PMI signals steep expansion in Czech Republic, despite dipping to nine-month lowStaff Writer | June 6, 2018
The latest PMI survey data from IHS Markit indicated steep, albeit softer growth across the Czech manufacturing sector in May.
Czech Republic Output levels at Czech manufacturers continued to rise sharply
The rate of increase in new export business also eased and was the weakest since December 2016.
In line with a slight reduction in pressure on capacities, employment levels expanded at the slowest pace since October 2016.
On the price front, rates of both input cost and output charge inflation softened but remained marked and solid respectively.
The headline IHS Markit Czech Republic Manufacturing PMI is a composite single-figure measure of manufacturing performance.
It is derived from indicators for new orders, output, employment, suppliers’ delivery times and stocks of purchases.
Any figure greater than 50.0 indicates overall improvement in the sector.
At 56.5 in May, down from 57.2 in April, the latest PMI figure signalled a sharp expansion across the Czech goods-producing sector.
That said, the rate of increase was the softest since last August, indicating a further loss of growth momentum as seen throughout 2018 so far.
Output levels at Czech manufacturers continued to rise sharply, albeit at a softer pace.
Panellists suggested that rises in production were due to greater client demand, especially among domestic customers.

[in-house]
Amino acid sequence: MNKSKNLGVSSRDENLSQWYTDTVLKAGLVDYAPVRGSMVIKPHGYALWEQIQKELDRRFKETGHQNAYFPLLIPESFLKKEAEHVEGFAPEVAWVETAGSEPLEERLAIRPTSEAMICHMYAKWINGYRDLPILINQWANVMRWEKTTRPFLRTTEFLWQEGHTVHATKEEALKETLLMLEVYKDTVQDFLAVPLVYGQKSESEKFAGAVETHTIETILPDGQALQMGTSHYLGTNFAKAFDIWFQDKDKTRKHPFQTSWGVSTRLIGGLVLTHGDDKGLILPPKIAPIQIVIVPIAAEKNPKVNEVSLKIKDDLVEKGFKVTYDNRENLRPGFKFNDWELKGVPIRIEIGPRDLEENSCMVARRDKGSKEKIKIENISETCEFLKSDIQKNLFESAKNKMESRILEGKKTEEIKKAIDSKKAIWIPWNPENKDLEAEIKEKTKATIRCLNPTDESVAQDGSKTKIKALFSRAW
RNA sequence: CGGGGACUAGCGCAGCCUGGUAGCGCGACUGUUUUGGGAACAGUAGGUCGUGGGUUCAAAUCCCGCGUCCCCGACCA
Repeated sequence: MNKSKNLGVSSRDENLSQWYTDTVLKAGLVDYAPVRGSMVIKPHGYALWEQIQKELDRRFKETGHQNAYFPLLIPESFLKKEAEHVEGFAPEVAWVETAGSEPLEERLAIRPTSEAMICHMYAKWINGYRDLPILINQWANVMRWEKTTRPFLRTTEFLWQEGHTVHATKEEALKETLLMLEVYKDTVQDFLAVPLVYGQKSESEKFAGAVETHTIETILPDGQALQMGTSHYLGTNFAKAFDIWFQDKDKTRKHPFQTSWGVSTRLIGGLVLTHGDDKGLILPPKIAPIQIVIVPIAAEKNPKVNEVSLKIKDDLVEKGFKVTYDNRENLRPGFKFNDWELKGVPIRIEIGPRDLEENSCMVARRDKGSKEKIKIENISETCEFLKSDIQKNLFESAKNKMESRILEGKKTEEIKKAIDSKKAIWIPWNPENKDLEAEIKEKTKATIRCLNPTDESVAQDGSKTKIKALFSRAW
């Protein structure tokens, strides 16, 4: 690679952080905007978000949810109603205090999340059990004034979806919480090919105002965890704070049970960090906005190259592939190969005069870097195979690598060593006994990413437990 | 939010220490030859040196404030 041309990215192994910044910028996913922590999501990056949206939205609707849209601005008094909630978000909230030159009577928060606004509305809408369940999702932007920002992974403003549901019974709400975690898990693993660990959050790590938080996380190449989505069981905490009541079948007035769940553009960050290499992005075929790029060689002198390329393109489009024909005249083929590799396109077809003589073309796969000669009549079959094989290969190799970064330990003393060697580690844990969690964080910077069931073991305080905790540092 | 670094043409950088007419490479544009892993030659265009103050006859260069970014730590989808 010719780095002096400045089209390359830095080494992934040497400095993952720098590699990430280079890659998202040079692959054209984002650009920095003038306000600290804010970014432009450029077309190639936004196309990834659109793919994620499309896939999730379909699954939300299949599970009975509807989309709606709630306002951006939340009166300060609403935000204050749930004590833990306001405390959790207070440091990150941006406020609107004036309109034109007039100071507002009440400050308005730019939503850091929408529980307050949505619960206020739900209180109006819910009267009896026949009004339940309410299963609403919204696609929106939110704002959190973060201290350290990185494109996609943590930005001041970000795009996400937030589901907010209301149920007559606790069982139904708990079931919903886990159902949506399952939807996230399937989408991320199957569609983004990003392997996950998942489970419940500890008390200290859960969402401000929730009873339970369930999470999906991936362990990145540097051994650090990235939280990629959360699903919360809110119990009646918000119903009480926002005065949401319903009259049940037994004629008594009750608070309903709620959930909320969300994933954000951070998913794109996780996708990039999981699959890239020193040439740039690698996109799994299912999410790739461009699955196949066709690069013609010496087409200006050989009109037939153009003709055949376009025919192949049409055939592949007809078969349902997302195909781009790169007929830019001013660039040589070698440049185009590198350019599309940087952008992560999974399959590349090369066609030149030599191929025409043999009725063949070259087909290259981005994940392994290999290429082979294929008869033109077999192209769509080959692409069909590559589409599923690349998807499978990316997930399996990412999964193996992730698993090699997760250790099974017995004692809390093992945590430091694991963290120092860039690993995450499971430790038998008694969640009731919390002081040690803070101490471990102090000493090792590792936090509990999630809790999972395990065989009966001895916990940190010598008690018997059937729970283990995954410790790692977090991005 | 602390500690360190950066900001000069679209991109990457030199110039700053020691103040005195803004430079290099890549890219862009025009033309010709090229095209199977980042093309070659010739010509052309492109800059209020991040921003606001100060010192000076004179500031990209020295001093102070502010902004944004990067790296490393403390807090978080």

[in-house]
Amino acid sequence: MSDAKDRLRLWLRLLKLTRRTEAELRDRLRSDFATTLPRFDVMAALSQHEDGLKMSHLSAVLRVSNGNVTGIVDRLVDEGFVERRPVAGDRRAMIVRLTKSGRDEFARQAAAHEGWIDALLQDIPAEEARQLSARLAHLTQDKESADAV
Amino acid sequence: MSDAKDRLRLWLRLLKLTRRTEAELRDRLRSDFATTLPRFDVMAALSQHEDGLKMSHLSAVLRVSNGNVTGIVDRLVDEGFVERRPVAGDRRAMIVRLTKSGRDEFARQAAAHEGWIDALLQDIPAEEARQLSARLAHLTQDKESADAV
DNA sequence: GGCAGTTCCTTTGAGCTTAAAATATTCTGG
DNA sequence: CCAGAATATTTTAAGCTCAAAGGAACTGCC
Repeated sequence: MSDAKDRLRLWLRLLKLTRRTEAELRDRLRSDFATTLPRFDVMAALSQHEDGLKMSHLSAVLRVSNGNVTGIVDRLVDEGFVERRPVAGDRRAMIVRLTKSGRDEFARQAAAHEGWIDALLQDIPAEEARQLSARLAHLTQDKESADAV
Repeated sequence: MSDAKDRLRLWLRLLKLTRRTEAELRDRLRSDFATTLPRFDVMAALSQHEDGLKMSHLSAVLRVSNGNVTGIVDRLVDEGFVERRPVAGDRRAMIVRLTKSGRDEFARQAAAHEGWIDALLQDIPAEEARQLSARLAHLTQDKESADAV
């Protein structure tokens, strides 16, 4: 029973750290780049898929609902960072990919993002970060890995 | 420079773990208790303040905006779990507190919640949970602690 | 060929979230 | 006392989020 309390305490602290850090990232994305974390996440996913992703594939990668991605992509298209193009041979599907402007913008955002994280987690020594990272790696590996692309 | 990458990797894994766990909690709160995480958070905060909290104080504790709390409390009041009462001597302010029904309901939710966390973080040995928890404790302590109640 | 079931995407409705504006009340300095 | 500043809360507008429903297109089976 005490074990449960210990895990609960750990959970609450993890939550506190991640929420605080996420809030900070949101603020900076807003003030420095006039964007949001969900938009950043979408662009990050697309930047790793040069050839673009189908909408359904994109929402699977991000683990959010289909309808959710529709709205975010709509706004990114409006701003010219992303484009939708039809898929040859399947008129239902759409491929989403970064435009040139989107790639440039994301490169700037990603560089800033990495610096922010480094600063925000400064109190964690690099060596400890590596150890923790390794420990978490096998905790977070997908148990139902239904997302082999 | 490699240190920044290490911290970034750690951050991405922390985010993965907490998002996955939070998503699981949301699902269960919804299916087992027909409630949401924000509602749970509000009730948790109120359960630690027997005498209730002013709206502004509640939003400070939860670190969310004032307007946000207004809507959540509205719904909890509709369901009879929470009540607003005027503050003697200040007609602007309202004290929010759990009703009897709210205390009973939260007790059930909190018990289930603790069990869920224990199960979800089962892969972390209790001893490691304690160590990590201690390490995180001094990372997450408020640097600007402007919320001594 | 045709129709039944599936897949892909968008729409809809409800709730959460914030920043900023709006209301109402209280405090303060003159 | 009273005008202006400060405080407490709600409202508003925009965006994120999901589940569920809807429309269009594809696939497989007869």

Even so, the rate of expansion was the slowest since last August.
Similarly, new orders received by manufacturers increased further in May, but at a slightly weaker pace.
Although the rate of growth dipped to a ninemonth low, the upturn remained robust by historical standards.
New export orders expanded solidly, albeit at the softest pace since December 2016.
In line with slightly weaker pressure on operating capacity, the rate of job creation eased to the slowest since October 2016.
That said, the latest expansion in staff numbers was still solid overall.
Backlogs continued to accumulate at a strong rate, but one that was much slower than seen at the end of 2017.
Meanwhile, input costs rose markedly, despite the rate of inflation softening to a nine-month low.
Output charge inflation also slowed to the weakest since August 2017.
That said, panellists continued to note supplier constraints and input shortages as key factors behind price rises.
Vendor performance deteriorated further in May, and to a greater extent than the series average.
Longer supplier delivery times were commonly cited as a key factor behind the creation of safety stocks, with May seeing the fastest rise in pre-production inventories since August 2007.
Finally, business expectations towards the yearahead outlook for output remained robust in May, despite the degree of confidence dipping to a 17- month low.
Panellists linked optimism to more favourable market conditions. ■